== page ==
Tuesday, 25 September 2012

Positioning: The Battle for Your Mind

Source: CraveWorthy
Quickly, what’s the No.1 fast food restaurant chain in Malaysia?

No, don’t tell me the answer. Instead, I want you think about how quickly you came up with the answer? Did it took you more than a minute? Was it based on any statistics?

I’m guessing no and no, right? Because that, my friend, is the power of positioning. Positioning is powerful concept that make or break a company or a product, as this book claims.

I remember attending a writing workshop a few years back. The speaker was constantly asking attendees, who were hoping to get published, to think carefully about positioning. The book market(s) can get crowded very quickly. Publishers aren’t keen to sign up an author unless he or she has something unique to offer.

This is the reason why Pak Latip (Abdul Latip Talib) pretty much rules the local historical novel market. He certainly wasn’t the first local author to write in this genre. But he was the first to successfully market historical novels, a genre that may have been deemed by some published as unprofitable.

He also continues to write historical novels, instead of trying his hand at any other genres. By doing so, Pak Latip is cementing his place in the market, and more importantly in the minds of the readers.

Being the first means he’s going to the one who set the bar. If a new historical novelist gets published, it’s likely that people will ask, is he as good as Pak Latip? If that is the case, then the new historical novelist has no choice but to be better. Or different.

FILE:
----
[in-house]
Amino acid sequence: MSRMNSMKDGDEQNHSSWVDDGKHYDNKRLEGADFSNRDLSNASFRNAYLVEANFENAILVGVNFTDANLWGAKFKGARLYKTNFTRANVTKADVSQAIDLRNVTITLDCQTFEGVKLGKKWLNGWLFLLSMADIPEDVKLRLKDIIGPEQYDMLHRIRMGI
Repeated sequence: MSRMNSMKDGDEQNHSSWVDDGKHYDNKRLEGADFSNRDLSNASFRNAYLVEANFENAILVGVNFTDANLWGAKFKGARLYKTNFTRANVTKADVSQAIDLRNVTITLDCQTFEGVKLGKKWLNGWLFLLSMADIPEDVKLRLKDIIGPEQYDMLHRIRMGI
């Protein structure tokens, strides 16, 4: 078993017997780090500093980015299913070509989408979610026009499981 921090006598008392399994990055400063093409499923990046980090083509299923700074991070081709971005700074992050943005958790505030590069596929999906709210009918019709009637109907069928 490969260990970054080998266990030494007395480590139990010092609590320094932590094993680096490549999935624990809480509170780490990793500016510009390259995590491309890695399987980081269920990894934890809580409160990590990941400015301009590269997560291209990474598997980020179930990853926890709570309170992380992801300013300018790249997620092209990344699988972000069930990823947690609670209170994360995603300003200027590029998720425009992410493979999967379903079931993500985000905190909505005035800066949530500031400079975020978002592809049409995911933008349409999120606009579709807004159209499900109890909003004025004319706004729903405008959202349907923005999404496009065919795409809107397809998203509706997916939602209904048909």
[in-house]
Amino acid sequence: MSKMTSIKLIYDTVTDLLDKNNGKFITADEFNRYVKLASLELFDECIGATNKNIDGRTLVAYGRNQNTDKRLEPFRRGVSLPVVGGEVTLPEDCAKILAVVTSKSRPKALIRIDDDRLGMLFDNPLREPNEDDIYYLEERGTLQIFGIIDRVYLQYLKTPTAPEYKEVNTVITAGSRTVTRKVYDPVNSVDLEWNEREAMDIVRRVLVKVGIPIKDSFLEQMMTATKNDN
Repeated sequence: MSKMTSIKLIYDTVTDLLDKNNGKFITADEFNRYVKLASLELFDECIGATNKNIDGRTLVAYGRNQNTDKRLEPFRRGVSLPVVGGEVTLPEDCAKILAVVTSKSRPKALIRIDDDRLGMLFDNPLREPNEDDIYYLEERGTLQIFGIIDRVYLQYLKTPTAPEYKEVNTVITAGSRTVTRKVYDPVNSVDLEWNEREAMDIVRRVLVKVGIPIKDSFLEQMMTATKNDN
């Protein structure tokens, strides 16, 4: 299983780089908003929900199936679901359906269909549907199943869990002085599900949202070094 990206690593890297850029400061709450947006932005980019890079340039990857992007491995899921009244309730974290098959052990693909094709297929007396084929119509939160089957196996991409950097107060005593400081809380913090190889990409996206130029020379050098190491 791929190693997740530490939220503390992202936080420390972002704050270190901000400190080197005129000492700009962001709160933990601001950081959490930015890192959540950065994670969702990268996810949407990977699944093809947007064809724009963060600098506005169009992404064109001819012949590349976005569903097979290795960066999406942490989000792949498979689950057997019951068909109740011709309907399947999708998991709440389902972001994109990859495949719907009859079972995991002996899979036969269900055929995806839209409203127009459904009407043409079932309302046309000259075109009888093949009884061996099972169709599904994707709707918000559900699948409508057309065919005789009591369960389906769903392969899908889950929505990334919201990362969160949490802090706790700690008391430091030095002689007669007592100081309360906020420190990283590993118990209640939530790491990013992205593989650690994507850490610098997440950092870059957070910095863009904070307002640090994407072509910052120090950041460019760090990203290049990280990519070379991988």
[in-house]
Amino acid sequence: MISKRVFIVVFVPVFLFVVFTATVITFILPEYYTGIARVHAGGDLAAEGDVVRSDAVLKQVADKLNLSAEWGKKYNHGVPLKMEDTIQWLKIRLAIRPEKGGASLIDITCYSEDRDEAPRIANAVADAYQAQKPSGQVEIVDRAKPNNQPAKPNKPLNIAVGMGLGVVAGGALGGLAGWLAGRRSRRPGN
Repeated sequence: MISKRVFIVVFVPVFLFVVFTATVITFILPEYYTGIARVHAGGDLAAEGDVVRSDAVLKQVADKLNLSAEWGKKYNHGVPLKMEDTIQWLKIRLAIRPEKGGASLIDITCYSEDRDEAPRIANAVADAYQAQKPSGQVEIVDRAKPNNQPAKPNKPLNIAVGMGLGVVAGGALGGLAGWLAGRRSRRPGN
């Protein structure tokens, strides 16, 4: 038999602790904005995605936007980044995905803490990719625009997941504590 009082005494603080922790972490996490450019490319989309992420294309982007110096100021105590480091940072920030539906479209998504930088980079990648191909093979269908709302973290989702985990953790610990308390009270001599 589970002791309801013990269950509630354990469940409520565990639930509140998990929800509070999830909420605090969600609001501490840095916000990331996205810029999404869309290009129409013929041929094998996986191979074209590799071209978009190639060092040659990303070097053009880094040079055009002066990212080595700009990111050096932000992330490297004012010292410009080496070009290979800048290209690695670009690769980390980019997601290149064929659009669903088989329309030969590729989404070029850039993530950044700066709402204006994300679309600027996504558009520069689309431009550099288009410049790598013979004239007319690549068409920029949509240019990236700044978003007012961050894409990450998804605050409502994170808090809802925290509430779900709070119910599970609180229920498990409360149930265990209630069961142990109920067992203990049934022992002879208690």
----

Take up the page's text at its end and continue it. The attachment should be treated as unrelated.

Positioning is not about being the first, it is more about not be overlooked by customers who are overwhelmed by the choices available in the market. Good positioning means getting through to the customers’ mind.

Companies with already good positioning can make mistakes that leads to an unfavourable perceptions about themselves. The authors of this book warns leading companies from going about and telling people they’re the No.1. This type of statement makes the company sound insecure.

If people already know that you’re already No.1, there’s no need repeating it constantly. After a while, customers —people like you and me— will start going, “Yeah, so?” Customers are not dumb.

Also, being No.1 means nothing to the customers if they are treated like #!$@.


nahmy said...

i believe mind not just need 'positioning'...but to be aligned from time to time, just like our car wheels. they can be easily be out-of-position..most of the to be included!

r.o.l. said...

There is a chapter personal positioning in this book. And I agree with you and that one.

Sharifah said...

It's true, you always have to treat your customers, or in the case of a writer, your readers, well, and with integrity.

r.o.l. said...

Sharifah, very true. I do a bit of academic writing, and there were times when I felt tempted to plagiarise other people's work. Thank God so far I've managed to fight off the temptation. I'm no saint so I don't want claim I'll never ever succumb to that temptation. Doing the right thing is a constant struggle.

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